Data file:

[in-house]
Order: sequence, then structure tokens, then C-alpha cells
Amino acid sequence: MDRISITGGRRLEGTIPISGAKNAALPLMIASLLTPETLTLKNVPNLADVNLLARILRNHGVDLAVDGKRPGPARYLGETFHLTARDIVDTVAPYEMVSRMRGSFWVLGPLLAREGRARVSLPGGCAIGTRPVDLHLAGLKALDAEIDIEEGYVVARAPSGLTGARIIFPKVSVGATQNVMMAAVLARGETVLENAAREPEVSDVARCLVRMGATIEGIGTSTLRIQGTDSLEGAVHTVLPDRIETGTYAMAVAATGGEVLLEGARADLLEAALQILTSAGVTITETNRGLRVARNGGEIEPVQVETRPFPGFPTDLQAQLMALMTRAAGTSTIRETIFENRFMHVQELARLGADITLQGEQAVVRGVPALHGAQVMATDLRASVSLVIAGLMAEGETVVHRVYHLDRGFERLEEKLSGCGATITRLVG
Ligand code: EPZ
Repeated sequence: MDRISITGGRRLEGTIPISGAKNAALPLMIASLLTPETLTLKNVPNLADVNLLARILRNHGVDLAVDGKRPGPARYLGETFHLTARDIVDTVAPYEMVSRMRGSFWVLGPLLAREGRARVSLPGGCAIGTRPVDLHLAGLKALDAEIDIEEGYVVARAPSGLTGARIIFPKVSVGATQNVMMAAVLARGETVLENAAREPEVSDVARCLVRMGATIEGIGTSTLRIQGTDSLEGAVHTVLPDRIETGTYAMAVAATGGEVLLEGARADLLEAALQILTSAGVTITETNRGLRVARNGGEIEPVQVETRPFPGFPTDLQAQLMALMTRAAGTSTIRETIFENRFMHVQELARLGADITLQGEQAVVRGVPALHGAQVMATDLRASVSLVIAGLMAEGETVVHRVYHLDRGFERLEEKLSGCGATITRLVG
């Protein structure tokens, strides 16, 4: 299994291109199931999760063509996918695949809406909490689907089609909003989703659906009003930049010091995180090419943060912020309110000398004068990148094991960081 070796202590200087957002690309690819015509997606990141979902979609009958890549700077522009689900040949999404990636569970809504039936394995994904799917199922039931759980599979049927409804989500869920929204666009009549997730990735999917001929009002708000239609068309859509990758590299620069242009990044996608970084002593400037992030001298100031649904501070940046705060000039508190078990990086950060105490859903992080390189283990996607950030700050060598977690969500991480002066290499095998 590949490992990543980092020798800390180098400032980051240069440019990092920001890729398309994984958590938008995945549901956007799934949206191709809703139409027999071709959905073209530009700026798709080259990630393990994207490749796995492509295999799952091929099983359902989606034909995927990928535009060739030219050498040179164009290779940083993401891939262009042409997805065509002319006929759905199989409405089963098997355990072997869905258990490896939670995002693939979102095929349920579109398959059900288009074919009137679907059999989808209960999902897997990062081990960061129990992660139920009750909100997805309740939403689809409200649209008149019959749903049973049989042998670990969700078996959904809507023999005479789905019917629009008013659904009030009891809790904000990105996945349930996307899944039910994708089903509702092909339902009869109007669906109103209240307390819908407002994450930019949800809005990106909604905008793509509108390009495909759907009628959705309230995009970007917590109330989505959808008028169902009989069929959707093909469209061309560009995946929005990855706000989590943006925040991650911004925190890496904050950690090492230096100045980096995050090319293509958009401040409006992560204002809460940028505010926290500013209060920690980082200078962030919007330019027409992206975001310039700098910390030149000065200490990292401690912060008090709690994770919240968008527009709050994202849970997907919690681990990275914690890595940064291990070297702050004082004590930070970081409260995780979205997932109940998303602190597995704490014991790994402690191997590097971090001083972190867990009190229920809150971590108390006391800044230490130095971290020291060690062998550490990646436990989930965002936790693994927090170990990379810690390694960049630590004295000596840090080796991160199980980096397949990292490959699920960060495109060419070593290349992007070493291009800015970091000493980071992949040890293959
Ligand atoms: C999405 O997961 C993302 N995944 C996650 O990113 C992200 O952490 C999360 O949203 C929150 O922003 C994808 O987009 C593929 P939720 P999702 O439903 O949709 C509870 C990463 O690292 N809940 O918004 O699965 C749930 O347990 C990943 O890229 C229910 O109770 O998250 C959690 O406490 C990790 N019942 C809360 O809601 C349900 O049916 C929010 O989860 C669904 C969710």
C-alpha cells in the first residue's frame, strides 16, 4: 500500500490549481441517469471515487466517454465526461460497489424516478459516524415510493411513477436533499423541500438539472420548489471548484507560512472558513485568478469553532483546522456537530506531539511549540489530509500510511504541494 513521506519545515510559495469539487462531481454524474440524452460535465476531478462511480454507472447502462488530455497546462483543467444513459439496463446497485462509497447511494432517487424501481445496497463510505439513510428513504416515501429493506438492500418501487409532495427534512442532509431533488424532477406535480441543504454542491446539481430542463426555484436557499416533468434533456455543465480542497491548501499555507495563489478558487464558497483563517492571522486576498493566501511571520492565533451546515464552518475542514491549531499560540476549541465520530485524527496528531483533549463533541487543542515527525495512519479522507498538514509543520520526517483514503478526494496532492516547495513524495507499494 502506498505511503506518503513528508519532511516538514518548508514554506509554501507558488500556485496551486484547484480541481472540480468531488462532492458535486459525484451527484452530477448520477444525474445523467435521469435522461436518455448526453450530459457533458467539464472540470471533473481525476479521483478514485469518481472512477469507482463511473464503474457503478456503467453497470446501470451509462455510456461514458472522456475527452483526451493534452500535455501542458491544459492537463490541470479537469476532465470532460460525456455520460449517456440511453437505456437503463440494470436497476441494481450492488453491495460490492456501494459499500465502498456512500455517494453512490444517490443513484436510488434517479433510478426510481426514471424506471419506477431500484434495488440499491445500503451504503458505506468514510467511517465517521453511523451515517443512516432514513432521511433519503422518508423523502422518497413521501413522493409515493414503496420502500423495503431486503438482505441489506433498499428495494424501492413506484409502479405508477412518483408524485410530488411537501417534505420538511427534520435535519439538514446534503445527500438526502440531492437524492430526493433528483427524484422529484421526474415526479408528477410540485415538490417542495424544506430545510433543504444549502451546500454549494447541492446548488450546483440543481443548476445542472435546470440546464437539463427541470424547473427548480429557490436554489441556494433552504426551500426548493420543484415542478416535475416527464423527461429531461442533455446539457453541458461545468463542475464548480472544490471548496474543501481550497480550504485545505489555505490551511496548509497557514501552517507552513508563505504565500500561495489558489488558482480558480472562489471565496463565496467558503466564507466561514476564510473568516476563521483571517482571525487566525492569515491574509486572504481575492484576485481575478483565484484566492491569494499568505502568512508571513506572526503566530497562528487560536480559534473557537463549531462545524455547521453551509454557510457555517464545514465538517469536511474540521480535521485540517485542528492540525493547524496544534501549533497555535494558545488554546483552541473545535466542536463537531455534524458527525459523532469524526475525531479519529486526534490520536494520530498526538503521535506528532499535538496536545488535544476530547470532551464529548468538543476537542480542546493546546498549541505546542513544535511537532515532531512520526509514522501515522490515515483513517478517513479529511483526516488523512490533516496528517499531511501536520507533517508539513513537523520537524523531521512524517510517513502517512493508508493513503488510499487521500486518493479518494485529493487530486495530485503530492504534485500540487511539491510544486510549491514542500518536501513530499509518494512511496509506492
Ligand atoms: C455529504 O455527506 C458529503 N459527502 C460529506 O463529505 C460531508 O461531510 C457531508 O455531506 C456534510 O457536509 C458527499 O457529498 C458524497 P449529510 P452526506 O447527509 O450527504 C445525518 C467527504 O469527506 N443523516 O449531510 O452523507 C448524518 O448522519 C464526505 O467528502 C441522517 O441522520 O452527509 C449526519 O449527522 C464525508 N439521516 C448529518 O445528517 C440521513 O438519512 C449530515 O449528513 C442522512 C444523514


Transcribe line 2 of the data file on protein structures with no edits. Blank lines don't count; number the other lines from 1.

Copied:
Order: sequence, then structure tokens, then C-alpha cells